Abstract

Introduction

Iron deficiency anemia (IDA) is the most common cause of anemia in the United States (US) and occurs most often in patients with chronic diseases and inflammation.

Although oral iron therapy is often prescribed for iron deficiency anemia, parenteral iron therapy is necessary for patients who cannot tolerate or are nonresponsive to oral iron. Parenteral iron therapy is also used in patients with chronic diseases such as inflammatory bowel disease, cancer or chronic kidney disease when rapid iron replacement is desirable. Currently, several parenteral iron therapies are available in the US and they vary in dose strengths and administration schedules. There are limited data on the dosing patterns of parenteral iron therapy and its effectiveness in the real world setting. The objective of this analysis was to assess the importance of parenteral iron dosing on serum hemoglobin (Hgb) level normalization in real world clinical practice.

Methods

Data was obtained from the Decision Resources Group (DRG) Real World Evidence Data Repository US database, which includes medical and pharmacy claims, and electronic health record data representing more than 300 million patient lives. Adult patients (≥18 years of age) who were treated with parenteral iron between 3/1/2015 and 2/28/2017 were included in the analysis. Eligible patients were required to have their most recent baseline Hgb level below normal (Hgb <12 g/dL for females and <13.5 g/dL for males) and recorded <30 days prior to or on the date of their index (first) parenteral iron therapy claim. Patients were excluded from the study if they received parenteral iron 6 weeks prior to the index date, received dialysis, or had insufficient data to identify comorbidities one year prior to index date.

Parenteral iron dose required to correct for iron deficit was calculated using the Ganzoni formula. Patients were categorized based on whether or not they received the full amount of parenteral iron required to correct for iron deficit during the 3 weeks after the index date. Patients were assessed to determine the proportions of patients achieving normalized Hgb levels (≥12 g/dL for females and 13.5 g/dL for males) within 8 weeks after index date and until the end of data availability. Logistic regression was used to estimate the effect of receiving the full amount of required parenteral iron dose within 3 weeks of treatment initiation on the likelihood of Hgb level normalization while controlling for gender, age, comorbid conditions, and use of prescription oral iron therapy.

Results

A total of 2,966 patients were included in the analysis (68.2% female, 58.4% ≥65 years; 60.1% chronic kidney disease, 50.1% congestive heart failure, 64.4% inflammatory bowel disease, and 59.5% cancer). Most (95%) patients did not receive prescription oral iron therapy within 3 months before or after index date. Mean (SD) number of injections during the 3-week period after index date was 2.5 (1.4).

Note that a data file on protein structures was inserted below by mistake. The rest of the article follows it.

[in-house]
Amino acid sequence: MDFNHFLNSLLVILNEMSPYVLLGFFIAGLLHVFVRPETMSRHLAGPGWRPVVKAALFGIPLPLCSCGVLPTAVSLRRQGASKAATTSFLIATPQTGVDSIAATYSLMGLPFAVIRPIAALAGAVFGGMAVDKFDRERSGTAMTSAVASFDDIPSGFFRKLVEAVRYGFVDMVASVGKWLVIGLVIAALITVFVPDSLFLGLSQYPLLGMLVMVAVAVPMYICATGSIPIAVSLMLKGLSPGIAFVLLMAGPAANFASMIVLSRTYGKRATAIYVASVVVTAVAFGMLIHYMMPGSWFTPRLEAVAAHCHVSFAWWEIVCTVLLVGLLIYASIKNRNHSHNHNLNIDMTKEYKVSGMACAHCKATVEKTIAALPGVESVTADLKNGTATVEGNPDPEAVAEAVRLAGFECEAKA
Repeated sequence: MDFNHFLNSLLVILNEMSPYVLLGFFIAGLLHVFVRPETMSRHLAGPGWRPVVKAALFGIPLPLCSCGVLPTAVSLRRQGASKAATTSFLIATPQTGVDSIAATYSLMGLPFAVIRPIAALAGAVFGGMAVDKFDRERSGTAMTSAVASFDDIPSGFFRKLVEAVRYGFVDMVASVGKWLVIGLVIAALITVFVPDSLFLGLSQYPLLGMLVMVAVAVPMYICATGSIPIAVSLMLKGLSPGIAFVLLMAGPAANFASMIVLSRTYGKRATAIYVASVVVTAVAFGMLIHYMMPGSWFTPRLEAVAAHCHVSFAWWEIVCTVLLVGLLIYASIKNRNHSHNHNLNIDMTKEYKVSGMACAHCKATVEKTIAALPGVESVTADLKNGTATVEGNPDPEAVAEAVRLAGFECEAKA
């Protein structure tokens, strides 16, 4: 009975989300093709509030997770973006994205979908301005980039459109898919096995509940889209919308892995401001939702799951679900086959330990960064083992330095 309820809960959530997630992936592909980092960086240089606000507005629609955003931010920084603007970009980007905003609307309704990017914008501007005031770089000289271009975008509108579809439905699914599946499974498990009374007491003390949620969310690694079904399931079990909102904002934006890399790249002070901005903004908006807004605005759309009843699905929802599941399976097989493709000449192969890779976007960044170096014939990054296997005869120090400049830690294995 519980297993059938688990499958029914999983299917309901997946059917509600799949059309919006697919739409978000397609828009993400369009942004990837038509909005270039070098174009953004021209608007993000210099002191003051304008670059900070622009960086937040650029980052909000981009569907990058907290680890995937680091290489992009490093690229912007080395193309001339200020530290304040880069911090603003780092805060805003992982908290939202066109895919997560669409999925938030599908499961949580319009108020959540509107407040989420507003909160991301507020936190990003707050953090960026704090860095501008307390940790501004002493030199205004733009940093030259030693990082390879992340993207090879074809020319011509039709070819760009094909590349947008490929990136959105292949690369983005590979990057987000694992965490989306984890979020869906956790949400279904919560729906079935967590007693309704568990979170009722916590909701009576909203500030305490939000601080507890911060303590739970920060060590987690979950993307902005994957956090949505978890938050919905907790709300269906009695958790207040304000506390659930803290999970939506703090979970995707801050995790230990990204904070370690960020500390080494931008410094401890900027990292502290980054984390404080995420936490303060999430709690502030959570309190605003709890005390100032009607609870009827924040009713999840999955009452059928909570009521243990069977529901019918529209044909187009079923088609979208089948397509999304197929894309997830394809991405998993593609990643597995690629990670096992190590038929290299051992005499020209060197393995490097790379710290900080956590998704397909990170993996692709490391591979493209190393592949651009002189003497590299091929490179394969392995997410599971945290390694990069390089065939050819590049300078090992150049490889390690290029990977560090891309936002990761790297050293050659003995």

Parenteral iron dose required to correct for iron deficit ranged from 343.7mg to 1915.0mg. Parenteral iron dose received during the first three weeks ranged from 600mg to 2000mg. About a third of patients (33.9%, n=1,006) received the full amount of required parenteral iron dose within the 3-week treatment course. A total of 582 (19.6%) patients had normalized Hgb levels within 8 weeks of treatment initiation and 53.9% (n=1,599) had normalized Hgb levels at any time during the entire study period (median study follow-up=108 weeks).

Patients who received the full amount of required dose to correct for iron deficit within 3 weeks of treatment initiation were significantly more likely to have normalized Hgb levels within 8 weeks of treatment initiation than those patients who did not receive the full amount of required dose over the same time period [adjusted odds ratio (95% CI) =2.67 (2.20, 3.24)]. Similarly, when normalized Hgb levels were analyzed using data available for the entire study period, patients who received the full amount of required dose within 3 weeks of treatment initiation were significantly more likely to have normalized Hgb levels than those patients who did not receive the full amount of required dose within 3 weeks of treatment initiation [adjusted odds ratio (95% CI) =2.32 (1.96, 2.75)].

Conclusion

The results of this analysis underscore the importance of initial complete iron replacement on rapidly improving clinical outcomes for IDA patients receiving parenteral iron therapy.

Disclosures

LaVallee:Daiichi Sankyo, Inc.: Research Funding. Cronin:Daiichi Sankyo, Inc.: Research Funding. Bansal:Daiichi Sankyo, Inc.: Research Funding. Kwong:Daiichi Sankyo, Inc.: Employment.

Author notes

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Asterisk with author names denotes non-ASH members.